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Matt Jolly, a Fire Sciences Lab ecologist at the Rocky Mountain Research Station in Missoula and shown here in 2015, is one of dozens of Forest Service experts prevented from attending the International Fire Congress gathering in November. He is one of the lead scientists documenting the global effect of climate change on the length of the fire season and the amount of burnable area. 

Several of Missoula’s top federal fire scientists have been denied permission to attend the International Fire Congress later this month, leading conference organizers to suspect censorship of climate-related research.

“Anyone who has anything related to climate-change research — right away was rejected,” said Timothy Ingalsbee of the Association for Fire Ecology, a nonprofit group putting on the gathering. Ingalsbee noted that was his personal opinion, and that the AFE is concerned that a federal travel restriction policy may be more to blame. 

“Most of the folks from the Missoula fire lab, the vanguard entity in the Forest Service — all but a handful got cut. We were expecting about 44 scientists from the Rocky Mountain Research Station, and only six or seven have been permitted to attend," Ingalsbee said. "Those folks are doing critical analysis on fire suppression effectiveness, which is a new area of research.”

“I reject that outright,” Rocky Mountain Research Station Director Colin Hardy said Wednesday. “As a leader of scientists and manager of climate science research, that’s simply not true.”

Hardy said the Forest Service allowed his lab to send six people to the Orlando conference. He had 20 applicants.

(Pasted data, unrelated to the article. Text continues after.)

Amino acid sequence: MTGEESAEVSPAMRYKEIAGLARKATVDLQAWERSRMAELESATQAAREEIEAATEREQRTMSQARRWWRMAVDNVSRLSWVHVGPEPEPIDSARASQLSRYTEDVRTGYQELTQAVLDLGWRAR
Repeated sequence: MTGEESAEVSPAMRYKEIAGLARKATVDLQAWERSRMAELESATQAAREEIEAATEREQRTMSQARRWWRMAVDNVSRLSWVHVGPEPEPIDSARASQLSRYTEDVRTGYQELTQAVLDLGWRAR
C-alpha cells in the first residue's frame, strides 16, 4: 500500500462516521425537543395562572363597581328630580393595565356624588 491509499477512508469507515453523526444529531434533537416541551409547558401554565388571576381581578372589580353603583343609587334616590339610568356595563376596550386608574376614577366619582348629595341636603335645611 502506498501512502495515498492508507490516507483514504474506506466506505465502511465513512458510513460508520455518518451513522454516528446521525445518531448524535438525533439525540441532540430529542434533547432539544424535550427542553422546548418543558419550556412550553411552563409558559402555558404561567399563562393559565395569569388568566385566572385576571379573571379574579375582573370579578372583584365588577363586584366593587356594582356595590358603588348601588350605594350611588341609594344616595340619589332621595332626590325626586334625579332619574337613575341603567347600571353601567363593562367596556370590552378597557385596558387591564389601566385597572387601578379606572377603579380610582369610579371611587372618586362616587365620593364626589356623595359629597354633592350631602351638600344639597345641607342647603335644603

“My choices didn’t have anything to do with a particular subject,” Hardy said. “We were offered six slots to fill. There was no criteria or requirement for the kinds of people or things they talked about.”

Instead, Hardy said there are four criteria he followed to choose whom to send. They included an applicant’s potential role at the conference (presenter, organizer), how well their research niche fit the conference goals, and whether attending would have a valuable effect on the person’s professional service record.

Hardy said he didn’t even get to the fourth criterion, which considers budget efficiency through the federal Meeting Management System. He said because the whole Forest Service was only allotted 50 slots to attend the conference, funding for the travel was not an issue.

The scientists no longer attending include Matt Jolly, who was to present new work on “Climate-induced variations in global severe weather fire conditions,” Karin Riley on “Fuel treatment effects at the landscape level: burn probabilities, flame lengths and fire suppression costs,” Mike Battaglia on “Adaptive silviculture for climate change: Preparing dry mixed conifer forests for a more frequent fire regime,” and Dave Calkin, who was working on ways to manage the human response to wildfire.

“None of his crew is coming,” Ingalsbee said of Calkin’s research team. “That was another targeted area for rejection, even though the great frontier of fire management is people management. That’s about crew cohesion, safety, public expectations, homeowners — all that stuff. They’re doing the most amazing work on risk assessment.

"Instead of blindly attacking all fires in all places, be strategic. Where do we put young bodies and taxpayers’ dollars? That work could save billions of dollars and hundred of lives by being rational and strategic in how we fight fire. All of them got eliminated.”